SEATTLE — Most home garages are pretty ordinary. Some are filled with tools, forgotten toys, cleaning supplies and the all-too-familiar family van.
But in one garage in Westport, on the Washington Coast, a little gem of history was tucked away and only recently rediscovered: an original 1949 State Patrol car.
The recently acquired old Ford sedan, which was found largely disassembled and stored in boxes in the garage, is being restored to its former squad-car glory by the Seattle Metropolitan Police Museum.
In the early 1950s, the old black-and-white was used as a patrol vehicle in Ellensburg.
Little is known about the car’s history in the decades that followed, but about four years ago, it found its way to a Westport man who bought it as a mechanics project for his son.
The museum plans to add the restored car to its collection of historic police vehicles and display it at events.
Although the museum is in downtown Seattle, it keeps many of its 17 cars at a warehouse next to its maintenance facility in Ellensburg, where the 1949 patrol car is being restored.
Nicknamed “The Shoebox” for its compact structure, the 1949 Ford sedan was the first “police package” vehicle manufactured in the country. Police package cars were equipped with special amenities for use in law enforcement, according to Seattle police Officer Jim Ritter, the museum’s president and founder. Before that, police “used civilian cars without any special suspension or brakes or engines or anything on them,” Ritter said.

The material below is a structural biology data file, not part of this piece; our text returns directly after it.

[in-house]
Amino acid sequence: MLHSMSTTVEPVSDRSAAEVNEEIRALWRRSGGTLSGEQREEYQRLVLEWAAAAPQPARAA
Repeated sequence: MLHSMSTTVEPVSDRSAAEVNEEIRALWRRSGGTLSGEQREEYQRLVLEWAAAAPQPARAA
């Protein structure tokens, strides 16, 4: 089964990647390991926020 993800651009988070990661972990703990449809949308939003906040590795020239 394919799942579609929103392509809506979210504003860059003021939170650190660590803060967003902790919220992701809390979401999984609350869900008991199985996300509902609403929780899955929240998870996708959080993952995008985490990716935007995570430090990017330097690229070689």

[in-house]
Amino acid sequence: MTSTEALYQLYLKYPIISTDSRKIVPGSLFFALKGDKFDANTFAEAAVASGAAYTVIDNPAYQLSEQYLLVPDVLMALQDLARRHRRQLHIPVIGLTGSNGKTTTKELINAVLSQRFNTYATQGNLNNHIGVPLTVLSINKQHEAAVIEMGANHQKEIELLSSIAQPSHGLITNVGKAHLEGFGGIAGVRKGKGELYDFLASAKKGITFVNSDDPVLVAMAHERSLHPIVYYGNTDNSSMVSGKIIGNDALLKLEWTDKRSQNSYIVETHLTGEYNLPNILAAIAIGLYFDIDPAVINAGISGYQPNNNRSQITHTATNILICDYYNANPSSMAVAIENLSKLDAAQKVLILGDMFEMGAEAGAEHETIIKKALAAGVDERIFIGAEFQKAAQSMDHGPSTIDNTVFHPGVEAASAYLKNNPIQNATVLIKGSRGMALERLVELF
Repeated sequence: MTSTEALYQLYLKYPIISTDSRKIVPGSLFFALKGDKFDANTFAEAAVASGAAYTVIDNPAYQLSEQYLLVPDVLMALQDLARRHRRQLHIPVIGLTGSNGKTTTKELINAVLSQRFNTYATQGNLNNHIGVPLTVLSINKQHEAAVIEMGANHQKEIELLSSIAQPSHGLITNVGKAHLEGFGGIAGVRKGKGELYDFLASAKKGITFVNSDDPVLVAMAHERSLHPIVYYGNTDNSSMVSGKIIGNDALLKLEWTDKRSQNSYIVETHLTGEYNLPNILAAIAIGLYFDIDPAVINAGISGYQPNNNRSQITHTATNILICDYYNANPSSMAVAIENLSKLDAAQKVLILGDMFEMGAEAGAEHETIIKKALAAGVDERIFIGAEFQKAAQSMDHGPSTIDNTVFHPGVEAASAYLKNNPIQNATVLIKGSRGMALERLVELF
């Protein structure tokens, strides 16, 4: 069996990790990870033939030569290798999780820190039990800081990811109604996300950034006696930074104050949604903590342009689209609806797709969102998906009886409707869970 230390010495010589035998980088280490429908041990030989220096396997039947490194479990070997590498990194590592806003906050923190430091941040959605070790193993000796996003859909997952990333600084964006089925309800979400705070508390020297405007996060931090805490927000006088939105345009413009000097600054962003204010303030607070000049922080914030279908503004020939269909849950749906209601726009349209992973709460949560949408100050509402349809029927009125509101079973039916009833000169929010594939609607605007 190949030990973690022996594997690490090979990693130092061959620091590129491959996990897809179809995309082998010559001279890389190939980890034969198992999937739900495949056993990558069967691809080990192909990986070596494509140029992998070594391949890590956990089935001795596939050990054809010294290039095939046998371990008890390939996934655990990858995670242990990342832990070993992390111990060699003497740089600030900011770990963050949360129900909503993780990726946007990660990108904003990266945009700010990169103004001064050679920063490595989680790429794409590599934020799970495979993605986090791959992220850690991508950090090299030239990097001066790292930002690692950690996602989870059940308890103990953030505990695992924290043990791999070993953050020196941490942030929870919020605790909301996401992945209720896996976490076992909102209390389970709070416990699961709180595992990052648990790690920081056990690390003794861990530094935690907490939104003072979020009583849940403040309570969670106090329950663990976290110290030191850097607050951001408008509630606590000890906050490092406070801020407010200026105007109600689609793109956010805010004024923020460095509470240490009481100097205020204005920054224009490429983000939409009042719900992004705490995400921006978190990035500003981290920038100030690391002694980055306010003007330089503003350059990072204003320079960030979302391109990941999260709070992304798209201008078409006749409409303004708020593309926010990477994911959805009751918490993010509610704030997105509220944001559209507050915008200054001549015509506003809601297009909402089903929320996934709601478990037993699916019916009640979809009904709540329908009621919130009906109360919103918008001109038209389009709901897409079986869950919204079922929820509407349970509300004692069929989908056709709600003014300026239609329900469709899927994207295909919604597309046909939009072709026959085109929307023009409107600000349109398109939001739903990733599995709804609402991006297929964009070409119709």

But the ’49 model was something special from the start. It was loaded, with a mechanical siren, heavy-duty brakes, a spotlight and a flathead V-8 engine that could create 110 horsepower with the help of a three-speed overdrive transmission, according to Ritter.
After the car’s stint from about 1949 to 1952 in Ellensburg, Ritter said, it was sold at auction.
Little is known about its journey until Ralph Voorhis bought it with one of his sons in the Renton area and hauled it to Westport about four years ago. Voorhis said he does not remember the name of the previous owner.
The Voorhises did some work on the car but eventually put it up for sale, because the family was moving to Hawaii.
Ritter said he learned about the car from a friend, who had seen it on Craigslist. Ritter drove to Westport in December, inspected the car and bought it for $600, then donated it to the museum.
“It was in amazingly good shape considering that it’s a 64-year-old vehicle,” said Ritter. “Most police agencies that restore old cars, they are simply civilian versions they’ve mocked up to look like police cars. This is actually an original.”
Keeping the car in the garage helped protect it from Westport’s harsh coastal elements, Ritter said. “If it had been outside, exposed to the weather, it would have rusted away to nothing.”